nix home for HIV+ homeless, save downtown, Detroit columnist

Tom Boland (wgcp@earthlink.net)
Sun, 15 Feb 1998 14:32:06 -0800 (PST)


FWD   Feb 15, 1998   By Detroit News columnist Pete Waldmeir

ARCHER NEEDS TO MAKE RIGHT DECISION TO SAVE MASONIC TEMPLE


Mayor Dennis Archer would do well to take serious the Masonic Order' threat
to shutter their majestic, 70-year-old Cass corridor temple and move out of
Detroit if the city approves turning a derelict, abandoned apartment
building across the street into a shelter for homeless people with HIV and
AIDS.

I know, I know; homeless people have to live someplace, right? And don't
ever dare mess with folks with HIV and AIDS. That'll get you branded as an
intolerant racist homophobe. But this project, friends, just plain doesn't
make any sense.

The six-story windowless hulk called Temple Towers is at 437 Temple,
directly across from the main entrance to the Masonic Theater, a Detroit
jewel that annually attracts hundreds of thousands of patrons to some of
Broadway's most lavish musical and dramatic productions. Vacant for 10
years, Temple Towers is more than an eyesore.

Police say it is a haven for drug addicts and prostitutes. As the Masonic
Temple's general manager, Gil Rice, puts it with inarguable veracity: "If
that dump was across Woodward avenue from the Fox Theatre, it would have
been bulldozed five years ago."

Architects and inspectors for the city of Detroit and the Masons have
pronounced it unsalvageable. It falls far short of zoning requirements,
even by liberal Cass corridor standards.

Still, late last month the Detroit City Council sold it for $1 to a Cass
corridor activist group whose leader admits there is no financing in place
to renovate it. In the deal, the council incredibly gave the group three
years to come up with $3.5 million.

"We goofed," admitted Council President Gil Hill. "We were asleep at th
switch. All we were voting on was an address. If I'd known ... I'd have
objected immediately and held it up."

The problem, Hill says, is that the damage is done and the council cannot
reverse it. But a mayoral veto can.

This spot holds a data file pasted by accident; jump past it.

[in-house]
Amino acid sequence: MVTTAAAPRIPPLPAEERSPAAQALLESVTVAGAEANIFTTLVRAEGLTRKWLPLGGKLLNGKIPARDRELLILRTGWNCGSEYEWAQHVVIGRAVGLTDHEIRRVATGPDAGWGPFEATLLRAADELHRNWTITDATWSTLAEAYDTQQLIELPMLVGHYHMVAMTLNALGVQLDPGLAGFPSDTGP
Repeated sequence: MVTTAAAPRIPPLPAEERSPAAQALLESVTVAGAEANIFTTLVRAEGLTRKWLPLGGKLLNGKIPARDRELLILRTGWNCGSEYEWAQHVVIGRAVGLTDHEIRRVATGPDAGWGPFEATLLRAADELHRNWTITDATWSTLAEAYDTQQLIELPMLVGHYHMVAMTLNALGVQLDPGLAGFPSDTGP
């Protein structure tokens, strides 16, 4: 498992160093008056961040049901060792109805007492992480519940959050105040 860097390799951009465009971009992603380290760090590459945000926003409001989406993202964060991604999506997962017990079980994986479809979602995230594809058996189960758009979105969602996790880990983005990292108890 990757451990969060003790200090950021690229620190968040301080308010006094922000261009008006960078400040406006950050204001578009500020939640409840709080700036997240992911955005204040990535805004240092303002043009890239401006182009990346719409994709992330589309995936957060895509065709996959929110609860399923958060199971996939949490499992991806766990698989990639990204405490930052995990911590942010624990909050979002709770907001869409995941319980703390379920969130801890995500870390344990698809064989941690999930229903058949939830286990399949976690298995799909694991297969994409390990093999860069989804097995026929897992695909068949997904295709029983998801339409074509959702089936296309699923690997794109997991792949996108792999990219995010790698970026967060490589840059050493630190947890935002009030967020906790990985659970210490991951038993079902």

The Masons have filed suit in Wayne County Circuit Court seeking an
injunction to halt the title turnover. The case has been assigned to Judge
Robert Colombo Jr., who will hear arguments Feb. 20.

This is where we get to the touchy stuff.

The Masonic Order is composed of mostly upscale, white suburbanites and the
Cass corridor is heavily populated with poor whites, blacks and other
minorities. The ornate, 1,034-room temple contains hundreds of meeting
rooms, two theaters, several ballrooms, a huge drill hall and a
competition-size swimming pool that never has had water in it.

In recent years, the temple's income from weddings, proms, parties and
other ceremonies has dwindled, however, mostly because of the rundown
neighborhood. The Masons have threatened to cut their losses and move out
and even have purchased some suburban property.

The main thing that's kept them going downtown is the lease of their
massive 2,000-seat theater to Fisher Theatre impresario Joey Nederlander,
who has brought in high-revenue productions like The Phantom of the Opera,
Miss Saigon, Evita and Beauty and the Beast.

The Masonic Temple's problems may not be a high priority item for Archer,
who's been accused of catering more to affluent white folks than to city
dwellers. But this is a deal that will hurt everybody and he ought to
correct it.

END FORWARD

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